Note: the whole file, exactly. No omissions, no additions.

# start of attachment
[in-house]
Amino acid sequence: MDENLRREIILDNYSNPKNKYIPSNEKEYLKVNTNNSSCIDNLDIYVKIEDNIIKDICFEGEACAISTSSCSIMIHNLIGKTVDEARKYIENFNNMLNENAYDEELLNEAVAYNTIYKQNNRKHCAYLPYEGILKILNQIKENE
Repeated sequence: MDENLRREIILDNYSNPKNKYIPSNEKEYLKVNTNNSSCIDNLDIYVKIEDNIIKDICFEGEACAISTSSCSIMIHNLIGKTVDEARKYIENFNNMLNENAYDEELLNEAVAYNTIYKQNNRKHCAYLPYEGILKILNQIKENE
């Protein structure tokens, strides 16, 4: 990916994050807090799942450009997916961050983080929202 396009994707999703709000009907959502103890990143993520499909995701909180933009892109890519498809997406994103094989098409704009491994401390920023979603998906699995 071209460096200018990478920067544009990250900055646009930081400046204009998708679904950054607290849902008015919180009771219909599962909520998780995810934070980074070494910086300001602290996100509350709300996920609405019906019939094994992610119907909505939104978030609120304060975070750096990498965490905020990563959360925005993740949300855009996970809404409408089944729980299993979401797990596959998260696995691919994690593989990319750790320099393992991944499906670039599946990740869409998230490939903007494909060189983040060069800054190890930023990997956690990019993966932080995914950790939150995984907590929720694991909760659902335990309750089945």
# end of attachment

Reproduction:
[in-house]
Amino acid sequence: MDENLRREIILDNYSNPKNKYIPSNEKEYLKVNTNNSSCIDNLDIYVKIEDNIIKDICFEGEACAISTSSCSIMIHNLIGKTVDEARKYIENFNNMLNENAYDEELLNEAVAYNTIYKQNNRKHCAYLPYEGILKILNQIKENE
Repeated sequence: MDENLRREIILDNYSNPKNKYIPSNEKEYLKVNTNNSSCIDNLDIYVKIEDNIIKDICFEGEACAISTSSCSIMIHNLIGKTVDEARKYIENFNNMLNENAYDEELLNEAVAYNTIYKQNNRKHCAYLPYEGILKILNQIKENE
């Protein structure tokens, strides 16, 4: 990916994050807090799942450009997916961050983080929202 396009994707999703709000009907959502103890990143993520499909995701909180933009892109890519498809997406994103094989098409704009491994401390920023979603998906699995 071209460096200018990478920067544009990250900055646009930081400046204009998708679904950054607290849902008015919180009771219909599962909520998780995810934070980074070494910086300001602290996100509350709300996920609405019906019939094994992610119907909505939104978030609120304060975070750096990498965490905020990563959360925005993740949300855009996970809404409408089944729980299993979401797990596959998260696995691919994690593989990319750790320099393992991944499906670039599946990740869409998230490939903007494909060189983040060069800054190890930023990997956690990019993966932080995914950790939150995984907590929720694991909760659902335990309750089945």